“He loved the girl jockeys and three female jockeys that rode him, they all got pregnant not long after they won on him – he had a special touch.”

The O’Brien name is synonymous around the Barcoo Amateur Race Club, as is the last name Banks.  

Local horse owner, breeder and breaker Paul Banks has been the president of the Club for over two decades, with his wife Kylie the secretary.

Kylie was asked to become the secretary 20-odd years ago and has not looked back since.

She did not have a background in racing before marrying into the Banks family, but she certainly does now.

“Paul and his family, they have had racehorses their entire lives,” Banks said.

“The Banks family, they have had a lifetime history of racing, going back to their great grandfather.

“They have had some good horses - a few champions - who went down to Brisbane and raced, including Miss Petty – who was a famous bush horse.”

Miss Petty was most certainly a champion of bush racing.

She created history in 1989 when she set a new Australasian record for 22 consecutive wins on the racetrack.

That record was eventually broken by the legend Black Caviar in 2012, and again knocked off by Winx in 2018.

Like the Banks' and O’Briens - trainer Charlie Prow is also a well-known racing identity in the region, training for over 50 years, before riding as a jockey before that.

A handful of trainers use the track itself at Blackall, as well as the pool to work their horses and race around the surrounding areas on a consistent basis.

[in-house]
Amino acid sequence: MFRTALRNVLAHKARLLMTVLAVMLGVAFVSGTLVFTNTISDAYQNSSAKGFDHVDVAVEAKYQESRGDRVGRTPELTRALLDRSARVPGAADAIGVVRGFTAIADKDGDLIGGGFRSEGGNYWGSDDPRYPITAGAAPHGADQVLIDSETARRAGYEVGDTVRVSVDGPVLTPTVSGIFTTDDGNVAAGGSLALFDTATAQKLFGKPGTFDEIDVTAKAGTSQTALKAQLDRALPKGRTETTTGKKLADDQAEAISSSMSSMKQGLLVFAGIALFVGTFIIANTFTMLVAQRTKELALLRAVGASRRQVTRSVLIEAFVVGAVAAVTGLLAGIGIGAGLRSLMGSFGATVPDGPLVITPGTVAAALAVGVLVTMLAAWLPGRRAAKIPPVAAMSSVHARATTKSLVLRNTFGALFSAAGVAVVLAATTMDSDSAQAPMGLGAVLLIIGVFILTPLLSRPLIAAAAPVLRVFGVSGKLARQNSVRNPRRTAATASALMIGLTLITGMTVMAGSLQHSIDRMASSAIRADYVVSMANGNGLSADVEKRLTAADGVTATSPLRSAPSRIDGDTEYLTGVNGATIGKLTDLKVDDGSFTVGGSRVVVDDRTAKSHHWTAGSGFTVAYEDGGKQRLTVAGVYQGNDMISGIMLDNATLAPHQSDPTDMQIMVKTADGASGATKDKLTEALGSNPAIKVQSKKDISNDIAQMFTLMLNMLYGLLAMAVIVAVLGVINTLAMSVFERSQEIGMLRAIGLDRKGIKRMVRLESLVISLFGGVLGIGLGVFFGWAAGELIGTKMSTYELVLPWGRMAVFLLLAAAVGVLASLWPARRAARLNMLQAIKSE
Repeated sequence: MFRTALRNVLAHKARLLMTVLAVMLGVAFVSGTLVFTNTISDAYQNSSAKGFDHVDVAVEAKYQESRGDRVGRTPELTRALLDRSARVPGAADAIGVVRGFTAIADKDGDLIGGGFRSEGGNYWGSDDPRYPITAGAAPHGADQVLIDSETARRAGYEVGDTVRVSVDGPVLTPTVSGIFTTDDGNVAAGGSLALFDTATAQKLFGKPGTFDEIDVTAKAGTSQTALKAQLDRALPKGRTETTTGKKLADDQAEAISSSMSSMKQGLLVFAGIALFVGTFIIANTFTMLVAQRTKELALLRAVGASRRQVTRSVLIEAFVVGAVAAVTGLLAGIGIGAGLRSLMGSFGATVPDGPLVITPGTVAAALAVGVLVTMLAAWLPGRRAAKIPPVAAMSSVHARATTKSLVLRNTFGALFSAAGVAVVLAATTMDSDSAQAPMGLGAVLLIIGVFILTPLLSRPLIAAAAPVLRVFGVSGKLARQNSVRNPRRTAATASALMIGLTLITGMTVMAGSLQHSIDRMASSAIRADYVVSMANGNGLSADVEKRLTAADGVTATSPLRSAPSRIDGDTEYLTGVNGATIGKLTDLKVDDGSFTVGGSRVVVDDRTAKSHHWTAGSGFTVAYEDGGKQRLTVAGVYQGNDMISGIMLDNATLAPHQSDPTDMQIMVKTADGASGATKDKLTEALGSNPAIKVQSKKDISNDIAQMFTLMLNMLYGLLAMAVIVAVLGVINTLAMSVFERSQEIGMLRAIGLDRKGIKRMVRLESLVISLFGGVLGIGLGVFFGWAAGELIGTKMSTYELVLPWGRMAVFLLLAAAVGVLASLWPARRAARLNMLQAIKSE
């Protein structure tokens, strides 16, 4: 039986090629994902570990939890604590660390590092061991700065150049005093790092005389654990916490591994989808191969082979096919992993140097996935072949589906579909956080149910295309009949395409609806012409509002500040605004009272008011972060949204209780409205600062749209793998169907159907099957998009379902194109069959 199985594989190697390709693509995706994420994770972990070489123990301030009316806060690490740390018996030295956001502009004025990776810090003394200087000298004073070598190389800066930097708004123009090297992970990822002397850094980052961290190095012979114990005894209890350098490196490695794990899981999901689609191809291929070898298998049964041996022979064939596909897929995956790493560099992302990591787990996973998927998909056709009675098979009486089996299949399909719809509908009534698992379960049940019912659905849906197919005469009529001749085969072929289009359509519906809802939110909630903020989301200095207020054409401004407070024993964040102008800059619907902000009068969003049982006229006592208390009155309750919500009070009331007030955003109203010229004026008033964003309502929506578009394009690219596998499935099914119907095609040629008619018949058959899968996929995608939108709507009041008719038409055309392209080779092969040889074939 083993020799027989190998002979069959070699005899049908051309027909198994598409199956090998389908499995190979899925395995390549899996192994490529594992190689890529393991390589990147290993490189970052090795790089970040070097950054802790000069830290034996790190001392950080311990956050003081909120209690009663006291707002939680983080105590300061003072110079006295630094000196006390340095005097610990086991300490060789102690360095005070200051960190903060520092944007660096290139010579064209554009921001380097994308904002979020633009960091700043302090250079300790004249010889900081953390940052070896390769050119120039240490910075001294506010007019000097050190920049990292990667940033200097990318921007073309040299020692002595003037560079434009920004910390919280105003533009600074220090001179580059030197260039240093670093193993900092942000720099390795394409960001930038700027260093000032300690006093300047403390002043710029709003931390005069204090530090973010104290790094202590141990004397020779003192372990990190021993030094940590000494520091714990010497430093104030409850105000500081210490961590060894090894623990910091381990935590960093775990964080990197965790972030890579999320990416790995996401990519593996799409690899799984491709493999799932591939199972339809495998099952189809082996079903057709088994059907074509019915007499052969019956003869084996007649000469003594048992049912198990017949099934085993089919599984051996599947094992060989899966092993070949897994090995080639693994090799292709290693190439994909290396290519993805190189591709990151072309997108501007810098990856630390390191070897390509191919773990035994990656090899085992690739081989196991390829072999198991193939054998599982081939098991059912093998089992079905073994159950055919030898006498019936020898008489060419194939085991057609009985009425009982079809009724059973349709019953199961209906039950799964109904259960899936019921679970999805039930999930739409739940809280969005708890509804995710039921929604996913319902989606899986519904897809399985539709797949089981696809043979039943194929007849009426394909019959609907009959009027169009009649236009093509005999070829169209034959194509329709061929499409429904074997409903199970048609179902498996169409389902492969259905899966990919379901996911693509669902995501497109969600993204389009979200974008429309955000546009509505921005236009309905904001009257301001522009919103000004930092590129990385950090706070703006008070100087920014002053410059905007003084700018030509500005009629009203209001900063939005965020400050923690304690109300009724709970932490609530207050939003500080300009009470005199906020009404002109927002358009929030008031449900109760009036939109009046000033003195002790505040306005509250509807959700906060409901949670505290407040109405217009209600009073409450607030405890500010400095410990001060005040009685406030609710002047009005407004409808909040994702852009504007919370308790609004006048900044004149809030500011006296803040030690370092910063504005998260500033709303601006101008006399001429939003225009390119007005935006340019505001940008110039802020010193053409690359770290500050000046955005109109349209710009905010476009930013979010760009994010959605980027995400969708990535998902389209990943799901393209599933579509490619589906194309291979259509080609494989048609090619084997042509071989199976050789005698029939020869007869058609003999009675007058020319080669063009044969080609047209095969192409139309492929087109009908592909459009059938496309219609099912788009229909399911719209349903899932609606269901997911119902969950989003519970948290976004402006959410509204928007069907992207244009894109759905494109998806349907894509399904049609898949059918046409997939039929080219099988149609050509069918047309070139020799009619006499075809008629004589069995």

“The club is going well, we have a good committee and membership group right now,” Banks said.

“We are a pretty social area out here, so we get good crowds at the races no matter what.”

As a first-year trainer, Danielle says the locals have helped her along the journey in the early stages of the game, with other local trainers offering advice and help when required.

When Dennis passed away, Danielle took a break from the horses and moved on many of her father’s stable to other trainers in the region.

But, after time spent away from the track in the morning, she eventually got the bug back in November of last year.

As a track work rider and stable hand for her father in the months before he passed, there were times Dennis was too sick to attend the races or track work in the morning, so Danielle was basically training herself anyway in the last period of his life.

She eventually got the tick of approval from authorities for her own licence and has two horses in work, including Spallina, who is likely to go around on Saturday.

“I have been around the horses all my life, Dad had horses since I was born,” she said.

“I started riding track work for dad eight years ago, it has just become the norm in my life.”

Ahead of the five race program this weekend, local trainers have noted the dirt track should race in perfect fashion following recent rain in the region.

Club spotlight will be a regular feature that shines a light on the unique and individual racing clubs across Queensland.